Indiana Communists make ending mass incarceration a key area of work
Dead end: A road sign points the way to the federal prison complex in Terre Haute, Ind. | Michael Conroy / AP

The COVID-19 pandemic is far from over for those who are incarcerated. The coronavirus mortality rate in prisons is more than double that of the general population of the United States.

The increase in death may continue to escalate as both the state and federal corrections departments fail to implement policies to alleviate the unsafe conditions. According to Prison Policy Institute, more than 40 states have no plan in place to provide necessary booster shots to the incarcerated. Those behind bars are further endangered by the fact that less than half of prison staff are vaccinated in most states.

“To reduce harm inflicted to inmates, we must pivot from measures using incarceration,” urged Callie Simon of the Indiana Young Communist League in a conversation with People’s World. In 2021, the American Public Health Association urgently called for reduction of the incarcerated population, divesting from carceral systems, and investing in the societal determinants of health.

Social distancing, effective isolation, and quarantine are impossible in overcrowded facilities. Failure to significantly decrease prison populations threatens the health and safety of incarcerated people, Simon told People’s World. Local, state, and federal officials continue to ignore scientists and advocates as they refuse to release inmates or provide adequate health services, she continued, stating that the safety measures implemented thus far have failed to mitigate the risk of COVID-19 to vulnerable inmates. “What is happening inside prisons in the United States violates the 8th Amendment, which prohibits the use of cruel and unusual punishment.”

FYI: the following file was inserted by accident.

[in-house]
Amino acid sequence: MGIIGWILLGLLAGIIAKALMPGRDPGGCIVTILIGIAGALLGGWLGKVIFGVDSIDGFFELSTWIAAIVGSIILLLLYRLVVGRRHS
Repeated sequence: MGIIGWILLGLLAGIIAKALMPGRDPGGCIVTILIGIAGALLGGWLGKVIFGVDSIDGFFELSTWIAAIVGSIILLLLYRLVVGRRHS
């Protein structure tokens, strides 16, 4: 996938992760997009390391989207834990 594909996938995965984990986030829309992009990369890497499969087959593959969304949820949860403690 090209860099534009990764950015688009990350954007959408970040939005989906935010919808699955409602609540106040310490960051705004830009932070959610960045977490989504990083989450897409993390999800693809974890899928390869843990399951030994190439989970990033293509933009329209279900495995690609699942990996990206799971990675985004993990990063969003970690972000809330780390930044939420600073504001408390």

In 2020, U.S. prison deaths increased by 46%, according to the Bureau of Justice Statistics. In 2019 nearly 4,200 inmates died, the leading cause being illness. That number rose to over 6,100 deaths in 2020, even though the U.S. prison population dropped by almost 10% in that period. Taking into account overall population change, the mortality rate has increased by 61%.

The decrease in prison populations is largely due to the 2020 lockdowns, and COVID-19 slowing down admissions, although 12 states did increase the number of releases from prison. Overall “crime” fell by 23% during the first month of lockdowns and has remained lower than the five-year average since.

The majority of states fail to report crucial COVID-19 related information. There are five metrics that states should be tracking: cumulative case counts, active cases, cumulative deaths, vaccination progress, and testing counts. But only three states publish sufficient data on all of these metrics. All other states with available COVID-19 information are only publishing some of this data.